Tuesday, October 25, 2011

Johnson_Territory 1_Hydropolitics | Riparian Water Rights

Territory: The Jordan River

When the physical border itself is a resource, tensions quickly escalate over control

More than 260 of the world’s river basins are international in scope

Potable water is among the world’s most valued resources, and it is necessary not only for life, but also for nearly every industry. 1.1 billion people do not have adequate access to safe water. In addition, many populations do not have direct control over their fresh water source, leading to tension and territory disputes. For example, the Tibetan Plateau is the source of a watershed that serves nearly a quarter of the world’s population; this region and others, like the middle east and northern Africa have many disputes over territory control.

Actors: All types of actors: nations, communities, regions, states, corporations, and individuals. In this case, mainly Israel, Jordan, Palestine, Lebanon, & Syria.

Legal Instruments: There are almost no international laws governing water use, and so water laws typically take the form of a “transboundary water treaty.” When international bodies are involved, they are the UN and the World Bank. In this case, the ONLY treaty is the 1994 Peace treaty between Israel and Jordan. Israel agreed to give Jordan 50,000,000 cubic metres of water each year and for Jordan to own 75% of the water from the Yarmouk River. Both countries could develop other water resources and reservoirs and agreed to help each other survive droughts.

Complications: Israel only has formal agreements with two Arab countries; Egypt and Jordan. Water is a major contributor to middle east conflict between these nations.

Case Studies, Possibilities for intervention:
A water resource across the Jordan- shared by both Israel and Jordan.
Hydroelectric Power Station on the Iller River, Kempten, Germany, Becker Architects

Sources: “Analysis: Middle East water wars” BBC.com: http://news.bbc.co.uk/2/hi/middle_east/2949768.stm “International Cooperation” http://www.waterencyclopedia.com/Hy-La/International-Cooperation.html

1 comment:

  1. Both of your territories center on water, as such I’ll respond to both here.

    I think it’s pretty interesting to take a politically heated territory and focus on the disputes over a natural resource. It would seem that people could separate ideological positions from ones of basic survival, but alas it appears we have not become that civilized and therein lies a potential discussion on the role that architecture could take. But what can architecture “do” really in this capacity?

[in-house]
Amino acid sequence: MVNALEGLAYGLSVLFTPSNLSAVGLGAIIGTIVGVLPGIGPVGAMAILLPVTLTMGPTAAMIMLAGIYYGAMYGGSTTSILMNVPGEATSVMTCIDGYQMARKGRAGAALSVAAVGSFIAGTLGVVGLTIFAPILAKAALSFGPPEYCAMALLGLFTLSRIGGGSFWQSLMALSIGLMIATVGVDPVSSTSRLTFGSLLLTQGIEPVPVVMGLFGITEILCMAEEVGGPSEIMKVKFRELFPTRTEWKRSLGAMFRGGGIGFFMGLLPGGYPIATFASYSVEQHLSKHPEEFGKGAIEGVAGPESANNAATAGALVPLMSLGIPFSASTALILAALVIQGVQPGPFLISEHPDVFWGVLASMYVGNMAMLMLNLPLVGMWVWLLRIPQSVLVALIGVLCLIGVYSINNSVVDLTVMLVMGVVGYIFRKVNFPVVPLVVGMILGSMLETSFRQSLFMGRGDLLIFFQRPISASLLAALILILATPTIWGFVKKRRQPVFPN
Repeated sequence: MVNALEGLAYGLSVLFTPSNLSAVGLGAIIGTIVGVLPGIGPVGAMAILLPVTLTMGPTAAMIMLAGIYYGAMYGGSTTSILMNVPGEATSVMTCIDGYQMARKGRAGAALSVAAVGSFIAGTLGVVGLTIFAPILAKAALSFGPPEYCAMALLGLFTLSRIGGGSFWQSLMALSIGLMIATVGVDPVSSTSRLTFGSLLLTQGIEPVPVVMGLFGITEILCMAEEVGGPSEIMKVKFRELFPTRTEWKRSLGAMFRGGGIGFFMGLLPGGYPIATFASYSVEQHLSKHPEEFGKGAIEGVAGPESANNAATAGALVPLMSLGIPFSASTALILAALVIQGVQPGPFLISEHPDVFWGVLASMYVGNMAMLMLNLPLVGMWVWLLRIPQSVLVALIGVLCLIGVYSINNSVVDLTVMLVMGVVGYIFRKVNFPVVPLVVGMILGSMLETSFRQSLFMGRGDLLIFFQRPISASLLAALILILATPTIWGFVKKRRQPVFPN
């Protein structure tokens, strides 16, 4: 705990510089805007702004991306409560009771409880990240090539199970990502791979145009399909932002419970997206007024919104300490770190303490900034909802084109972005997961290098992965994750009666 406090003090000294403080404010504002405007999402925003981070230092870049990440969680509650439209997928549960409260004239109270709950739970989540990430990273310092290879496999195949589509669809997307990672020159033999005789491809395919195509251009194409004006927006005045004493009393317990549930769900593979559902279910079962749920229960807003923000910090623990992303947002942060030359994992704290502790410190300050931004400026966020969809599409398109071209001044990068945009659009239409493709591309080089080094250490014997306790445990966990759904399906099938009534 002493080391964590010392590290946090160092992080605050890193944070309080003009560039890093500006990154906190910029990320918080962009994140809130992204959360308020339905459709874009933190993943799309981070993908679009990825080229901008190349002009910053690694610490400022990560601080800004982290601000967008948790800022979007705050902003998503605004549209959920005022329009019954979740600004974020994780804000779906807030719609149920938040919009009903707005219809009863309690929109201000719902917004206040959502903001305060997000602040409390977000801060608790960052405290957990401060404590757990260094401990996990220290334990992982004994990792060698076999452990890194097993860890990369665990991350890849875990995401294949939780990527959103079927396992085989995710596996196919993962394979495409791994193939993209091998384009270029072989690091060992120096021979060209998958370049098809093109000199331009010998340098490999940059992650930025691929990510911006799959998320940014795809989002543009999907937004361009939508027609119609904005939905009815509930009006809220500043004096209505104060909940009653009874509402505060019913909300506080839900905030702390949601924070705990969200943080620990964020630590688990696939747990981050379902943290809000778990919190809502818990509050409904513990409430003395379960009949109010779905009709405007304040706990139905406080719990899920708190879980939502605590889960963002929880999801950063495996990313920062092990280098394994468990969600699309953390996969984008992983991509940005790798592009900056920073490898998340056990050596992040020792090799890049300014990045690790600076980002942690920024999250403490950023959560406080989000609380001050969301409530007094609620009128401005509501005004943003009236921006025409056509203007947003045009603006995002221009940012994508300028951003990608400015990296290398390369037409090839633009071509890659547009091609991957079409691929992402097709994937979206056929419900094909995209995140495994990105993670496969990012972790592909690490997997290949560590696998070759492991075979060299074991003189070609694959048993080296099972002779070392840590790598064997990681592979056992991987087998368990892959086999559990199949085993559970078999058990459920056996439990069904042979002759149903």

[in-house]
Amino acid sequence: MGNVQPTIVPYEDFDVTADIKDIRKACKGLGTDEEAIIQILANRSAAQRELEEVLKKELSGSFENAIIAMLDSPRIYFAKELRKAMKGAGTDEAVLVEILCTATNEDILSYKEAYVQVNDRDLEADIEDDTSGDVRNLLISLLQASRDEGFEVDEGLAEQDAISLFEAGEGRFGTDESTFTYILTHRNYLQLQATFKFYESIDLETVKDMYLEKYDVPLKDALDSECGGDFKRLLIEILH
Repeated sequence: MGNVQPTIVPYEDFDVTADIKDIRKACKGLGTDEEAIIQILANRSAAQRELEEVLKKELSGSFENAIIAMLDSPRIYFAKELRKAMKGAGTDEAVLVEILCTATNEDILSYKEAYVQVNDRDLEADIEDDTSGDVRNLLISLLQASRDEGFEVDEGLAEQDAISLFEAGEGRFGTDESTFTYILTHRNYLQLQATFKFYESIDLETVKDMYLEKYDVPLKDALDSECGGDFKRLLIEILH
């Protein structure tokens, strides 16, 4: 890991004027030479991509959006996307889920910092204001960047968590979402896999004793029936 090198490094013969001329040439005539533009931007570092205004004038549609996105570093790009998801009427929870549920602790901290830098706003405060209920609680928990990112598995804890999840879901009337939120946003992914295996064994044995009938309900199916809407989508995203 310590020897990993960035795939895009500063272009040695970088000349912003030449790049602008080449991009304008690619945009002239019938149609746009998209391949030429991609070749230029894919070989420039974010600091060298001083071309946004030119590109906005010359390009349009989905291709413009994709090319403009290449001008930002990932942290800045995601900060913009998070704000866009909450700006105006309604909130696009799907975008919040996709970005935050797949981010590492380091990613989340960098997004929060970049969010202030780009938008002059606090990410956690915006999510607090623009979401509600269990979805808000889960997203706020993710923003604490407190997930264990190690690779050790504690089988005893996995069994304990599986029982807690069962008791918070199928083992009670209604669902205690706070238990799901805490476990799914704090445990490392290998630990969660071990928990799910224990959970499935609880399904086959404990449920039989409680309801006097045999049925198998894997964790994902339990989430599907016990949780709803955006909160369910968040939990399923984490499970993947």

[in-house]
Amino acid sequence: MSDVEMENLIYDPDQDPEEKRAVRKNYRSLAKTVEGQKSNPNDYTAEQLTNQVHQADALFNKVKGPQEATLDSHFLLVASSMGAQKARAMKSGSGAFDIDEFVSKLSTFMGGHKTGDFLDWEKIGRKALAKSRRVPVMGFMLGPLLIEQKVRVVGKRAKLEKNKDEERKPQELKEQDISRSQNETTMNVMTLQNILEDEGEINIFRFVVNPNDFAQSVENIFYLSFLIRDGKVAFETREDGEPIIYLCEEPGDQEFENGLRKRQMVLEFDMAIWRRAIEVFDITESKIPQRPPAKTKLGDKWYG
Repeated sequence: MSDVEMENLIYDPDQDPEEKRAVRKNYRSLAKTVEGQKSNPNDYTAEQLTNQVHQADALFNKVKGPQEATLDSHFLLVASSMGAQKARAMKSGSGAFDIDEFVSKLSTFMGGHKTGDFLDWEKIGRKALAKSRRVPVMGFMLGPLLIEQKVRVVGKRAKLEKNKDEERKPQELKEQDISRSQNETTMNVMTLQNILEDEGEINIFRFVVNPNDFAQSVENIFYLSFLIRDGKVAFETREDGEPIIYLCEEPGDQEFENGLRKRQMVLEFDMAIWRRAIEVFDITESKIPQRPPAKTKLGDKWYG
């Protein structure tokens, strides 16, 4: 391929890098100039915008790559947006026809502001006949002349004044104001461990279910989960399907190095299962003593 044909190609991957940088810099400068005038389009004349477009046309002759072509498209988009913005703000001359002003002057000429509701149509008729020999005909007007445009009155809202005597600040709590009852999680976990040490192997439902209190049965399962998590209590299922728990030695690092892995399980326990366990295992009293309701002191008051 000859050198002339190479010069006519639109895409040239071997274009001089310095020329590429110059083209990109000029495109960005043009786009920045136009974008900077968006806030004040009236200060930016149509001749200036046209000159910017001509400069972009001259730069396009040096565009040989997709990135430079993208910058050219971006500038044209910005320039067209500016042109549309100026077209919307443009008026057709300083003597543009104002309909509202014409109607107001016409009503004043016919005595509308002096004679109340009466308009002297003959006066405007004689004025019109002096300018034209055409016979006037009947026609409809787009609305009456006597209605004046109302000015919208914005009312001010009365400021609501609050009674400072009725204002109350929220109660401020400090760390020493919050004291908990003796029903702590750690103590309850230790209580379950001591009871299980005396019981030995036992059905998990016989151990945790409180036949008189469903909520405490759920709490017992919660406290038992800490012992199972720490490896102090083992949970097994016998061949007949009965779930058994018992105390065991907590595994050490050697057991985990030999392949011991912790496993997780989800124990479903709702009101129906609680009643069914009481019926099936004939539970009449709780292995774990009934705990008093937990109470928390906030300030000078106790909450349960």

You describe a potential project for a shared water resource or an infrastructural project that could, I suppose, serve to facilitate a sharing of the resource as it is mandated through formal and informal agreements. This project could be a didactic presentation of the issues at hand or could (through a narrative approach?) attempt to mediate projected future tensions/disputes. There are many possibilities here, but the real question is what does an architect have to offer in an infrastructural project beyond the efficient distribution of resources? Maybe I’m going against some of the current trends, but I think architects need to be less informed as to the complex infrastructural processes – this is the job of the engineer – and more responsible for the rhetoric that surrounds these disputes. Or, to put it another way, I believe we are responsible for how these disputes get presented and consumed by a receiving “public.” So, my question for you is what are the issues that you want to address with the project – what will you say with the work? You could look at the relationship between two (hostile) bodies as needing repair or as presenting a moment of respite or as having a shared-but-equal stance or even choosing a “right” side… whatever you decide, your stance, I believe will have to contend with a message about the subject between the multiple actors (of which you are one.)

    Some advice – you might benefit from looking at more mundane, “everyday” uses of the water. The social/cultural (re: ritualized, recreational, or pragmatic) uses may make for interesting programmatic charges here. Also, you could consider the river boundary between the US and Mexico – the Rio Grande – because it holds (like your examples) a charged political situation, possibility for infrastructural investigations, but likely offers you more chance for research and even visitation (!!) In addition, it gives you chance to comment on your own government, your own people. Yes, the distance is less (literally and metaphorically) but this can be overcome… what do you think? (I’ll bring in some student projects to show you on Wednesday from my Rio Grande studio…)